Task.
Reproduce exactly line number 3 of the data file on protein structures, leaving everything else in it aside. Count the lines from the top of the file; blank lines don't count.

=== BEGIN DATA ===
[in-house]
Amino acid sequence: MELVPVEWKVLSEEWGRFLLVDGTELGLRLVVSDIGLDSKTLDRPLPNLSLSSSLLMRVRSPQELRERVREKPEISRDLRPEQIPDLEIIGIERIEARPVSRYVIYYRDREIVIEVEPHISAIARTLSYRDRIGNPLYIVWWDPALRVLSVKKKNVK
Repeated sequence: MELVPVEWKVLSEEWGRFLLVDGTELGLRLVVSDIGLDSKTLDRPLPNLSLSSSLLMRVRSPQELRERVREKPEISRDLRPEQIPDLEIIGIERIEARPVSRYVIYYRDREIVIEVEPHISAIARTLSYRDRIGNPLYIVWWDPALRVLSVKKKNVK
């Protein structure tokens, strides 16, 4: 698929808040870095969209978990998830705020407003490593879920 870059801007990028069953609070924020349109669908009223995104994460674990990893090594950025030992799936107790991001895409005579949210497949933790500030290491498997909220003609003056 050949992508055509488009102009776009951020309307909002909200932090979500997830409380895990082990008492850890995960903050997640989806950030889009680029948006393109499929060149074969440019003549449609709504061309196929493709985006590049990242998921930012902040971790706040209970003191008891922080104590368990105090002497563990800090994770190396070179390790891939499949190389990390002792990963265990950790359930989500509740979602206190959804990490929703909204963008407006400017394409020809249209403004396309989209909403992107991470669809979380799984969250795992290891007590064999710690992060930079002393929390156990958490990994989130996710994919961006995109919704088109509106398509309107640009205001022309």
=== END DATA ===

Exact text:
Repeated sequence: MELVPVEWKVLSEEWGRFLLVDGTELGLRLVVSDIGLDSKTLDRPLPNLSLSSSLLMRVRSPQELRERVREKPEISRDLRPEQIPDLEIIGIERIEARPVSRYVIYYRDREIVIEVEPHISAIARTLSYRDRIGNPLYIVWWDPALRVLSVKKKNVK